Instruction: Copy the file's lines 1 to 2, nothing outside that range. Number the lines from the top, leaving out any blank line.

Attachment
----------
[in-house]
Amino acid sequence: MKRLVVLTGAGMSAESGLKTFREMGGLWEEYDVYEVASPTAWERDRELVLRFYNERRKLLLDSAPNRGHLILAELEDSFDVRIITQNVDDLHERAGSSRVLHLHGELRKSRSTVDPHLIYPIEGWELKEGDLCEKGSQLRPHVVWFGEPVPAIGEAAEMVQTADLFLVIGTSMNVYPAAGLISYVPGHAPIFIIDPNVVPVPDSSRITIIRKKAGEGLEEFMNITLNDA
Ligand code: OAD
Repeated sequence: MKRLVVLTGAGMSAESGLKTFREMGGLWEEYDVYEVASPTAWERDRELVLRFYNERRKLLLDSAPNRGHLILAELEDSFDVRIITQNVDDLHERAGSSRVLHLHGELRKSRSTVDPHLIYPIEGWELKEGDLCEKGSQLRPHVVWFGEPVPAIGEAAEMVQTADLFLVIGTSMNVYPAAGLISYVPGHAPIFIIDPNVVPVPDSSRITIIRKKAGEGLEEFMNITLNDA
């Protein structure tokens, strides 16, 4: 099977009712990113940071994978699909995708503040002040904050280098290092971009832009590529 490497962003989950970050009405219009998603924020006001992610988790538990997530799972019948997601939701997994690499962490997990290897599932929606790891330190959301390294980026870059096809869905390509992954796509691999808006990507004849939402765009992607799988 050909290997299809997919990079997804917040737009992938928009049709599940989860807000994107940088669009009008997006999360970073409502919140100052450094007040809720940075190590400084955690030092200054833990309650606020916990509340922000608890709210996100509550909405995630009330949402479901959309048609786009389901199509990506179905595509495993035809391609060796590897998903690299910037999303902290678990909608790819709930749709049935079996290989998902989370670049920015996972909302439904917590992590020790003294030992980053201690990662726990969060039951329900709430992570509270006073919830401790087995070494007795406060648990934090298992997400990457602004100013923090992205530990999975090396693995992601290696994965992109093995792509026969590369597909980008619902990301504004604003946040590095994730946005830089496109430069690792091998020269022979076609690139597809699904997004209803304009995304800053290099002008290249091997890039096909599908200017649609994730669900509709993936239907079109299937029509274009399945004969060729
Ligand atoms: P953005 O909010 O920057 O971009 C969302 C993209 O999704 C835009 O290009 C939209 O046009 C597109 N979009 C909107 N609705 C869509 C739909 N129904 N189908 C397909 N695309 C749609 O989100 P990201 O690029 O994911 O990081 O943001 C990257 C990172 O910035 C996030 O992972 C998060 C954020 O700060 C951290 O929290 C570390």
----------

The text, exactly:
[in-house]
Amino acid sequence: MKRLVVLTGAGMSAESGLKTFREMGGLWEEYDVYEVASPTAWERDRELVLRFYNERRKLLLDSAPNRGHLILAELEDSFDVRIITQNVDDLHERAGSSRVLHLHGELRKSRSTVDPHLIYPIEGWELKEGDLCEKGSQLRPHVVWFGEPVPAIGEAAEMVQTADLFLVIGTSMNVYPAAGLISYVPGHAPIFIIDPNVVPVPDSSRITIIRKKAGEGLEEFMNITLNDA